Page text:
The first step toward passing Senate Bill 492, legislation introduced in October
that would make it illegal to sell violent video games to minors, has been taken: the bill has passed the Florida Senate Commerce and Consumer Services Committee hearing by a vote of 7 to 1. It's not certain yet what the bill's next move is, but it must still be voted on by the full Florida Senate before it's enacted.
The bill is modeled on California AB1179, which imposes government-approved labels on games on top of the existing ESRB ratings, and fines retailers $1,000 per infraction for selling violent-rated games to minors. The California bill is currently being challenged in court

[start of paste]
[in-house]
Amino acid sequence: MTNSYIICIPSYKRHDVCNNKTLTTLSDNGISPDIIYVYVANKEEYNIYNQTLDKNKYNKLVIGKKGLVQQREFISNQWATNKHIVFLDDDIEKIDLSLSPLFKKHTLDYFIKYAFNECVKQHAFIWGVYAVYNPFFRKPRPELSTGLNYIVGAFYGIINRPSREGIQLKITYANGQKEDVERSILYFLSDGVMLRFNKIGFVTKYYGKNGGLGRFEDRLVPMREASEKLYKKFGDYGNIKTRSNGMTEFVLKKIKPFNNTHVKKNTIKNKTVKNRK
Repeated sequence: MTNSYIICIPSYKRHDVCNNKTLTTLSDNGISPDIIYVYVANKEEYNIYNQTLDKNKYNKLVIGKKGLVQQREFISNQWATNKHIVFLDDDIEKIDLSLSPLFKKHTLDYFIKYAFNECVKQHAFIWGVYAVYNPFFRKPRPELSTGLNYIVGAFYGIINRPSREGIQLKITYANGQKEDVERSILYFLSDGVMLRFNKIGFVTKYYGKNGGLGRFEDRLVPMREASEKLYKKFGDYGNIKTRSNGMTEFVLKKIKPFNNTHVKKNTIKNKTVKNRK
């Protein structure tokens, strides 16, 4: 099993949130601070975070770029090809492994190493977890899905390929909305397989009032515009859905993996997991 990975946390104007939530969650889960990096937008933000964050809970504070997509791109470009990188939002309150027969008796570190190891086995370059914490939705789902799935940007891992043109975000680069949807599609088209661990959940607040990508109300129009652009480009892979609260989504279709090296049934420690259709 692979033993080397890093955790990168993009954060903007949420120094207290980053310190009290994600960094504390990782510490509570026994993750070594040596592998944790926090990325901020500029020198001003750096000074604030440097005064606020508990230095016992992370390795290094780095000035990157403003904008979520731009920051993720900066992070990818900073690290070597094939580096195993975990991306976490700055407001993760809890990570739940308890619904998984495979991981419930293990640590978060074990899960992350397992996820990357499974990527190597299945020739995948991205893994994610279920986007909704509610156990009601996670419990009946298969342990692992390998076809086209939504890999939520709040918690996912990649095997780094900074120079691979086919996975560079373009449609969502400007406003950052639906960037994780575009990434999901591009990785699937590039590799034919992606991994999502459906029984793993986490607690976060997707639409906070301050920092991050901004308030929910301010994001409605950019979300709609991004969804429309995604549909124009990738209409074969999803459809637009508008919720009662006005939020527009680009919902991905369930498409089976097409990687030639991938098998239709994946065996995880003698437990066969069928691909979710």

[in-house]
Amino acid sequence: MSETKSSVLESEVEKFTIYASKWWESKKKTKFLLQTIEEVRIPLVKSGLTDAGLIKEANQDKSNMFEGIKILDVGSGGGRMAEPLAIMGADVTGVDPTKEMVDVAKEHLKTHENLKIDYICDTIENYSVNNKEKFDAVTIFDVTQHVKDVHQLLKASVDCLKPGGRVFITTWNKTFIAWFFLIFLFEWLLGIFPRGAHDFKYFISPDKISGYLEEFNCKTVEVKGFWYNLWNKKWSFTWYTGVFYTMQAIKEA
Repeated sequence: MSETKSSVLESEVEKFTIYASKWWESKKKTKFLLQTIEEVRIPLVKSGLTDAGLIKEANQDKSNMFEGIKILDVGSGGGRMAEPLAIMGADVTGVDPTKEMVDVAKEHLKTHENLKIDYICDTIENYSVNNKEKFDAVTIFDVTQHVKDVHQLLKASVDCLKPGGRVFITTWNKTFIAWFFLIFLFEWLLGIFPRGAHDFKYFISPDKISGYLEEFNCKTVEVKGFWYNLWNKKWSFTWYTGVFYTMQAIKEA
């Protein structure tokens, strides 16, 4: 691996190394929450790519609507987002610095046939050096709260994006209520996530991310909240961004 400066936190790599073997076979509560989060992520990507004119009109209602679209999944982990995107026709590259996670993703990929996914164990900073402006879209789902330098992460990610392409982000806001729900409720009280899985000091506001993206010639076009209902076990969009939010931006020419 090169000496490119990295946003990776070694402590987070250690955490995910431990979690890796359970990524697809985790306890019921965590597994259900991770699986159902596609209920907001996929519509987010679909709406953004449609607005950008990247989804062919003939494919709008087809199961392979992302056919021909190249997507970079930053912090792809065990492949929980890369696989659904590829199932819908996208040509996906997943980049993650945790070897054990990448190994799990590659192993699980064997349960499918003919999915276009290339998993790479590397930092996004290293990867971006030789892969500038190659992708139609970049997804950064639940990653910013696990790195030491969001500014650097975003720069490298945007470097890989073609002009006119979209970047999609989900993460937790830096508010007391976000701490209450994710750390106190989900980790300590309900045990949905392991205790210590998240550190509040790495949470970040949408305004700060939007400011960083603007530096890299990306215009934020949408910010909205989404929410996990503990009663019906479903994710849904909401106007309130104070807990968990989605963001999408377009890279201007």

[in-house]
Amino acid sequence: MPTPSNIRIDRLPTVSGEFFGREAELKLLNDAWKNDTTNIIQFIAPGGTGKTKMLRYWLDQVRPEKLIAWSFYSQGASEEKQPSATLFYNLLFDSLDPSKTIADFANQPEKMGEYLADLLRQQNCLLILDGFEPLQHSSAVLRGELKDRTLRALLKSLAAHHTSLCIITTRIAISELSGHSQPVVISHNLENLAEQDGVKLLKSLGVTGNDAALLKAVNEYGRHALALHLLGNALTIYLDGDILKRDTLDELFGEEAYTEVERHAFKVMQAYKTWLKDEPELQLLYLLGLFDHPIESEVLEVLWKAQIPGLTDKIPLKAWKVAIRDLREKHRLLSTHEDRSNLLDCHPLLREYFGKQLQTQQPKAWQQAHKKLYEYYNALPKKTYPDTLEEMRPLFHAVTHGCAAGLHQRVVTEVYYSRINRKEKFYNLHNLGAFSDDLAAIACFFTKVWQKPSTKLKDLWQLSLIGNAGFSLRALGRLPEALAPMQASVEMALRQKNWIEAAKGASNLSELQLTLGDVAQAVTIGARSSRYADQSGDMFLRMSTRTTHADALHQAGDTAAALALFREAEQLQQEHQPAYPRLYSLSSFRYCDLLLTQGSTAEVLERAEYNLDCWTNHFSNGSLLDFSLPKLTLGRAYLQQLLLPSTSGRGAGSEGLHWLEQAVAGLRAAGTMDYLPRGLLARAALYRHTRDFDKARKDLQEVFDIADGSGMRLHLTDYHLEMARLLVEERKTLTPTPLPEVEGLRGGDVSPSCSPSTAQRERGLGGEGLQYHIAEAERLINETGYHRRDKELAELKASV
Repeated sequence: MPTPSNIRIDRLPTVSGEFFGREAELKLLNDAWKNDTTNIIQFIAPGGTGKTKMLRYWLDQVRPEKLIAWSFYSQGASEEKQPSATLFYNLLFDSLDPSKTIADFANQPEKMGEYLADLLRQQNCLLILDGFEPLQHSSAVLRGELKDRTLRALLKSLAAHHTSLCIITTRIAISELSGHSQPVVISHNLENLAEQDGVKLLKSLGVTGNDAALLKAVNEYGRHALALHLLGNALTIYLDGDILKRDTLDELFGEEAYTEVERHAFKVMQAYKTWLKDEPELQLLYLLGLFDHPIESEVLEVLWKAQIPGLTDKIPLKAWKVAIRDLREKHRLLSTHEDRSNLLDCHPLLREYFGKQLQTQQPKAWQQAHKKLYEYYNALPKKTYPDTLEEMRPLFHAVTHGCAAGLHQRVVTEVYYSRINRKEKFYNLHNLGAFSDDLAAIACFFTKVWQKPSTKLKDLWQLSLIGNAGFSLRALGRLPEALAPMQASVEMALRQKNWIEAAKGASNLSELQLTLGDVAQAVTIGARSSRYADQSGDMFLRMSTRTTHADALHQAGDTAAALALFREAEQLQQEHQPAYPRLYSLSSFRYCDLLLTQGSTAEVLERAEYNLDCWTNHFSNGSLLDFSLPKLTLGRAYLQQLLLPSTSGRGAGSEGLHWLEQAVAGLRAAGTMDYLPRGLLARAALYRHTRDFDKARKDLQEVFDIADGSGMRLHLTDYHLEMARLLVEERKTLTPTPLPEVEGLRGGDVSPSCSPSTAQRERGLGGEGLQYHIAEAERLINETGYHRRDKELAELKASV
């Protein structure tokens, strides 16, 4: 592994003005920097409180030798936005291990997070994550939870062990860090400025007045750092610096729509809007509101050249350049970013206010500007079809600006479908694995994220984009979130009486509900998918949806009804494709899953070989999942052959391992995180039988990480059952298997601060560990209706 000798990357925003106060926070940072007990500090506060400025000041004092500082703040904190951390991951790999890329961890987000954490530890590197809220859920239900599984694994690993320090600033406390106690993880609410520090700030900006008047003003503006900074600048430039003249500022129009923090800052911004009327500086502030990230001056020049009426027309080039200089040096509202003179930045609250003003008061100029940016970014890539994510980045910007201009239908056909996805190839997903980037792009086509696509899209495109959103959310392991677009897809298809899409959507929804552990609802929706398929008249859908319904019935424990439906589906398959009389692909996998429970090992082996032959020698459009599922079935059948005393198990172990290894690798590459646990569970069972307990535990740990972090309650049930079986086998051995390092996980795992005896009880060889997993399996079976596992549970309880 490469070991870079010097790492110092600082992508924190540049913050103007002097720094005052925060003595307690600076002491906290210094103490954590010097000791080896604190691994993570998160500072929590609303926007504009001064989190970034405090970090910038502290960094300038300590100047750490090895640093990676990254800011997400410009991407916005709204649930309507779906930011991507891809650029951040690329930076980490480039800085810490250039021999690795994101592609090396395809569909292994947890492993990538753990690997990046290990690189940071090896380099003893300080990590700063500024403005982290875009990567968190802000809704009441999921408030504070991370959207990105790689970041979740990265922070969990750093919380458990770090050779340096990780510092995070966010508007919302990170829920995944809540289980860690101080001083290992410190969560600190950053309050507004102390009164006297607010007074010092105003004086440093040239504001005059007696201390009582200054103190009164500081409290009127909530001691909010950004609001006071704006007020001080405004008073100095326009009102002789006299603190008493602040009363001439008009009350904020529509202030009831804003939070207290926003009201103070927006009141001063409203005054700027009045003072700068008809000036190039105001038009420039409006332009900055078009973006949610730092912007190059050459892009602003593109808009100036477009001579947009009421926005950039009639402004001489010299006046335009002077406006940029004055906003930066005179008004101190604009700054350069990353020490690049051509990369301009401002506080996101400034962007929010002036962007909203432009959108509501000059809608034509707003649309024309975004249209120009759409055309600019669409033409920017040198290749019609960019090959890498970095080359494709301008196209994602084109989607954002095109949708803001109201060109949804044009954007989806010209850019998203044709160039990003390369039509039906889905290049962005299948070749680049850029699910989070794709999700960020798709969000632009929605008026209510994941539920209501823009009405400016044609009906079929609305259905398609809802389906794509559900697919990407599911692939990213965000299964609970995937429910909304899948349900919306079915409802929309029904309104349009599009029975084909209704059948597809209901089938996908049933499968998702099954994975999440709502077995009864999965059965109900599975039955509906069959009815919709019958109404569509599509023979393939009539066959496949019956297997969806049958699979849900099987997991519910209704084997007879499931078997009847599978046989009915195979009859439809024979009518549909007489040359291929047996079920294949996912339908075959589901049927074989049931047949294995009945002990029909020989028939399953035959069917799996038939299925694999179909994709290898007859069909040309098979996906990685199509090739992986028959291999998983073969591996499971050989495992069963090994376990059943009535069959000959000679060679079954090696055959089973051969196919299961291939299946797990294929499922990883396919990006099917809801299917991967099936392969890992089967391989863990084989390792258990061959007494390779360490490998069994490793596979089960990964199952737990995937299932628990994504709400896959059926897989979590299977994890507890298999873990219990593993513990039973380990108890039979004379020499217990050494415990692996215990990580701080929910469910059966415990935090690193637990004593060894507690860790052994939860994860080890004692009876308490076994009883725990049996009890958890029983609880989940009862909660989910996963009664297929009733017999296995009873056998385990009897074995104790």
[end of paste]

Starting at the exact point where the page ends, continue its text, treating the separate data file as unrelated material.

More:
after a federal judge issued an injunction against the bill to allow for Constitutional review before the bill passes.
Similar bills have been blocked in the city of Indianapolis and the states of Illinois and Michigan, with legislation currently pending in Delaware, Maryland, and Indiana.
"Children don't have the same kind of maturity and experiences as adults do,'' said Florida Sen. Alex Diaz de la Portilla, SB492's sponsor, in a statement to the Miami Herald. ''Left to their own devices, children often do not realize the harm they are causing themselves through the exposure to graphic sexual and violent content found in many of today's video games."